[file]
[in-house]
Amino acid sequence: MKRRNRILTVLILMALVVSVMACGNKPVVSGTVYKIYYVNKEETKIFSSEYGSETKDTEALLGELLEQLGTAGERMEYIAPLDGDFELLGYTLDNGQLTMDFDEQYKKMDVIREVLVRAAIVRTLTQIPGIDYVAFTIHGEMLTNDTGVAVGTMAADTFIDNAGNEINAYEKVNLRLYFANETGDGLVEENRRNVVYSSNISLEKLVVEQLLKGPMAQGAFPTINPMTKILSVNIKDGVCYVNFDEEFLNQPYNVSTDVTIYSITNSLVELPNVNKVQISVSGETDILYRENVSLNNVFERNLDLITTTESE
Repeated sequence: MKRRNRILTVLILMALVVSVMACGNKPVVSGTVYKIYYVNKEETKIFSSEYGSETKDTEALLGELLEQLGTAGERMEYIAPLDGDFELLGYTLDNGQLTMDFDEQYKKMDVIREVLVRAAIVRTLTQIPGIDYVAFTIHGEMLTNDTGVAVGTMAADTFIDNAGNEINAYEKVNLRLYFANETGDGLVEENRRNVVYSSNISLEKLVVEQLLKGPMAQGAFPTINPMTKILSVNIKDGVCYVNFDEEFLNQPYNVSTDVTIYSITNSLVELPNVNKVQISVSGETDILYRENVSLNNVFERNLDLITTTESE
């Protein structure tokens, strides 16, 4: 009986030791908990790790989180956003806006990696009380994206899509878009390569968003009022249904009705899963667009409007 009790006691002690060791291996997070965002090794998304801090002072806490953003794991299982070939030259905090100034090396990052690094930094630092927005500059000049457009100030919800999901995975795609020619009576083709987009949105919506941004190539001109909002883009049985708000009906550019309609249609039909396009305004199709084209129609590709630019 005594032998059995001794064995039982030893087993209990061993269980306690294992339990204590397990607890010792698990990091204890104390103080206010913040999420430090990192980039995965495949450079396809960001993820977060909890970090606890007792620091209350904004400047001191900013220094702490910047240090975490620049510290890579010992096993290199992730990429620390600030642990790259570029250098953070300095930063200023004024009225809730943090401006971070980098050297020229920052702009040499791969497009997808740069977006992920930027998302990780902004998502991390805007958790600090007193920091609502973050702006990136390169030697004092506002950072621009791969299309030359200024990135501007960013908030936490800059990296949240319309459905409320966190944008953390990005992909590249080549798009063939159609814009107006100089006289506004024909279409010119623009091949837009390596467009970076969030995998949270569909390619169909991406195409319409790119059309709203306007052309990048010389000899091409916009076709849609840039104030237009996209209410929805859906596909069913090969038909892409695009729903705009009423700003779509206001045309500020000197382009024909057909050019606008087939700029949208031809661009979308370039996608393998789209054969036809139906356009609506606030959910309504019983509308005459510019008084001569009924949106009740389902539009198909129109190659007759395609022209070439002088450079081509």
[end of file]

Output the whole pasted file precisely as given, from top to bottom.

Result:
[in-house]
Amino acid sequence: MKRRNRILTVLILMALVVSVMACGNKPVVSGTVYKIYYVNKEETKIFSSEYGSETKDTEALLGELLEQLGTAGERMEYIAPLDGDFELLGYTLDNGQLTMDFDEQYKKMDVIREVLVRAAIVRTLTQIPGIDYVAFTIHGEMLTNDTGVAVGTMAADTFIDNAGNEINAYEKVNLRLYFANETGDGLVEENRRNVVYSSNISLEKLVVEQLLKGPMAQGAFPTINPMTKILSVNIKDGVCYVNFDEEFLNQPYNVSTDVTIYSITNSLVELPNVNKVQISVSGETDILYRENVSLNNVFERNLDLITTTESE
Repeated sequence: MKRRNRILTVLILMALVVSVMACGNKPVVSGTVYKIYYVNKEETKIFSSEYGSETKDTEALLGELLEQLGTAGERMEYIAPLDGDFELLGYTLDNGQLTMDFDEQYKKMDVIREVLVRAAIVRTLTQIPGIDYVAFTIHGEMLTNDTGVAVGTMAADTFIDNAGNEINAYEKVNLRLYFANETGDGLVEENRRNVVYSSNISLEKLVVEQLLKGPMAQGAFPTINPMTKILSVNIKDGVCYVNFDEEFLNQPYNVSTDVTIYSITNSLVELPNVNKVQISVSGETDILYRENVSLNNVFERNLDLITTTESE
């Protein structure tokens, strides 16, 4: 009986030791908990790790989180956003806006990696009380994206899509878009390569968003009022249904009705899963667009409007 009790006691002690060791291996997070965002090794998304801090002072806490953003794991299982070939030259905090100034090396990052690094930094630092927005500059000049457009100030919800999901995975795609020619009576083709987009949105919506941004190539001109909002883009049985708000009906550019309609249609039909396009305004199709084209129609590709630019 005594032998059995001794064995039982030893087993209990061993269980306690294992339990204590397990607890010792698990990091204890104390103080206010913040999420430090990192980039995965495949450079396809960001993820977060909890970090606890007792620091209350904004400047001191900013220094702490910047240090975490620049510290890579010992096993290199992730990429620390600030642990790259570029250098953070300095930063200023004024009225809730943090401006971070980098050297020229920052702009040499791969497009997808740069977006992920930027998302990780902004998502991390805007958790600090007193920091609502973050702006990136390169030697004092506002950072621009791969299309030359200024990135501007960013908030936490800059990296949240319309459905409320966190944008953390990005992909590249080549798009063939159609814009107006100089006289506004024909279409010119623009091949837009390596467009970076969030995998949270569909390619169909991406195409319409790119059309709203306007052309990048010389000899091409916009076709849609840039104030237009996209209410929805859906596909069913090969038909892409695009729903705009009423700003779509206001045309500020000197382009024909057909050019606008087939700029949208031809661009979308370039996608393998789209054969036809139906356009609506606030959910309504019983509308005459510019008084001569009924949106009740389902539009198909129109190659007759395609022209070439002088450079081509």